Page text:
Six New Technologies Will Help Manufacturers Reach the 35 MPG Goal (Without Hybrids)

As the automakers scramble to make plans for achieving 35 MPG by 2020, it seems that our suspicions that the task is entirely possible without fancy hybrids or hydrogen cars has been confirmed. The manufacturers been achieving high mileage in Europe and Japan for years now, so I expect to see it in the US eventually. Luckily, there are six exciting new technologies that are going to make it possible in the US.

These technologies are interesting because they come without the paradigm shift that seems to accompany buying a hybrid or a small economy car. Cars equipped with this green tech will be just like any other car, just more efficient.

More on the six new engine technologies after the break.

  1. Multistage oil pump: Oil pumps usually only pump oil out through one port, meaning that under every circumstance the pump ends up doing about the same amount of work. Multistage oil pumps, like those that are beginning to be released with some Toyotas, use two oil ports, one small and one larger, to make sure that the amount of oil being pump is optimized based on the operating conditions of the engine. During low-stress operation, only the smallest pump will be used. As the engine is put through its paces, it will switch to the large port, and finally, if you’re really going all out, both ports will open up to allow maximum flow.
  2. Shortened cylinder head: In the past, cylinder heads have remained a certain height in order to keep the valves aligned in operation. While this presents and issue for shorter cylinder heads (which save weight), guides on the top of the valve springs can be used in conjunction with standard valve guides to ensure smooth operation. The weight difference might not be that dramatic, but at the very least, it will cut down on some materials usage.
  3. Variable compression ratio: Engines are more efficient at higher compression ratios, but that doesn’t mean it’s always best to be running at the highest compression ratio you can. With that in mind, several manufacturers have begun exploring variable compression ratio engines, where the connecting rod length can be changed using an actuator so that during low-load operation (like driving on the freeway) compression ratio is reduced and fuel economy improves dramatically.
  4. Guided-spray turbo: The most important thing here is not the turbo, but the method of creating the air-fuel mix in the combustion chamber. The injectors and chamber have been redesigned so that spark plugs are positioned to more efficiently ignite the fuel-air mix and pistons have also been redesigned to create a swirling in the chamber (something that’s been used since Honda since 1992 in fuel economy-conscious engines). Together, all these designs make for incredibly efficient combustion, resulting in impressive power output and comparably good fuel economy numbers.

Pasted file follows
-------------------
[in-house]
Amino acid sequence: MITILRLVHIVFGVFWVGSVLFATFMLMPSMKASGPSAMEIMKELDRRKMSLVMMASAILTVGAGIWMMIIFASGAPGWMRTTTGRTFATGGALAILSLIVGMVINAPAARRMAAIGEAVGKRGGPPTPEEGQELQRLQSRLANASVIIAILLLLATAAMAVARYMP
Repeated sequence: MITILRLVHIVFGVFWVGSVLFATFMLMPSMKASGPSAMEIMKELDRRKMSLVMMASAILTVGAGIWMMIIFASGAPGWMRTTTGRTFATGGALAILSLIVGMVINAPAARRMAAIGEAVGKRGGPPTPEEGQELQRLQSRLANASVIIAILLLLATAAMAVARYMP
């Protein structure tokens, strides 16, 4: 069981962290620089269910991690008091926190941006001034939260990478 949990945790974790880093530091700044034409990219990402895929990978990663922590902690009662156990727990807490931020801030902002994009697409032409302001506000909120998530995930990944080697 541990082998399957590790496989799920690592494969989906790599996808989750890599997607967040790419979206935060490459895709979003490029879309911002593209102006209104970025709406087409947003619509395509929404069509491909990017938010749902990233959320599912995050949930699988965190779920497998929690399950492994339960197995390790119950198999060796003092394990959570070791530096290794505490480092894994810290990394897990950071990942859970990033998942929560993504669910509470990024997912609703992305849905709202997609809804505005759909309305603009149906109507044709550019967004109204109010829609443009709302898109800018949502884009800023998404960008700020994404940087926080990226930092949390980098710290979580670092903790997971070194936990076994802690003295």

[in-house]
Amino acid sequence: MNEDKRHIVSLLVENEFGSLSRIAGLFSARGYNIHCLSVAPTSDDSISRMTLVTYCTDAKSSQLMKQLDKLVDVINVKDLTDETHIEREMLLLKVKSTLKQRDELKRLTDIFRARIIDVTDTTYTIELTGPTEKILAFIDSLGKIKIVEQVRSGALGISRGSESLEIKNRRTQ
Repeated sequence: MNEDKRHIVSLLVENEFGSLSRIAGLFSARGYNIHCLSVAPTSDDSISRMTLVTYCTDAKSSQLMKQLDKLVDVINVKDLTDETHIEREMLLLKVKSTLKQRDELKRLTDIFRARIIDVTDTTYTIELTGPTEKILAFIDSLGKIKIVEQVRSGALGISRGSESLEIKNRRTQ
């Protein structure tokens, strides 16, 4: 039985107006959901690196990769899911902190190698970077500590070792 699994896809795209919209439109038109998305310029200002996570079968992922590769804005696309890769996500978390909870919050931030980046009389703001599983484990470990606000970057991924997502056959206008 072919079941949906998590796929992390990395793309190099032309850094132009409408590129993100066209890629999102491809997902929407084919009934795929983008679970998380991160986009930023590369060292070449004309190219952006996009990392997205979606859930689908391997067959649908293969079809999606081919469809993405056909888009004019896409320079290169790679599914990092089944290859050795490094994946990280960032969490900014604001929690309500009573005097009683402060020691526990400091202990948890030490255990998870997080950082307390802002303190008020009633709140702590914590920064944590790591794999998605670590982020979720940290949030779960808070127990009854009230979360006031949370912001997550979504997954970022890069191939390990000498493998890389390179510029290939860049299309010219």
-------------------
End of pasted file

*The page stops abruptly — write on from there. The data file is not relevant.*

5. Electromagnetic valve actuators: In my opinion, this is probably one of the neatest new technologies out there. By using electromagnets to control the valve train, the camshaft and all its friction losses and rotating mass would be replaced with a system of almost no moving parts that can also precisely control valve timing and adjust it to run the most efficiently in any condition. While expensive, this change could bring up to a 19% improvement in fuel efficiency, and might very well be implemented down the road.
  6. Hydraulic power electrification: Car makers have already begun this switch-over, as it is one of the most common-sense, and easiest things to do. Beginning with the move from belted radiator fans to electric, car makers have started trying to reduce parasitic loads on the engine. Because electric versions of things like power steering and A/C are more efficient (and run when the engine isn’t on, which is necessary for full hybrids), we’re already starting to see these things popping up on Honda and Toyota hybrid models. Soon manufacturers will be moving even to electric water pumps, which are more efficient and precise.

So, do we at Gas 2.0 anticipate seeing these technologies any time soon, or are they just more pie in the sky stuff that the automakers like to trot out to “prove” they’re “doing something.” Well, several of these we have seen already, and with the automakers scrambling to make 35 MPG in a very unfriendly market, it seems like the cheapest way to do so will be to use some of these tricks rather than trying to upgrade everyone to hybrids. Hopefully we’ll begin seeing these technologies in run-of-the-mill engines sooner, rather than later.

Source: PopMech

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Benjamin Jones

Benjamin Jones is a student of Dartmouth College and co-founder of and writer at He is double majoring in Japanese and Linguistics, and is most interested in Sociolinguistics and Anthropology in Japan.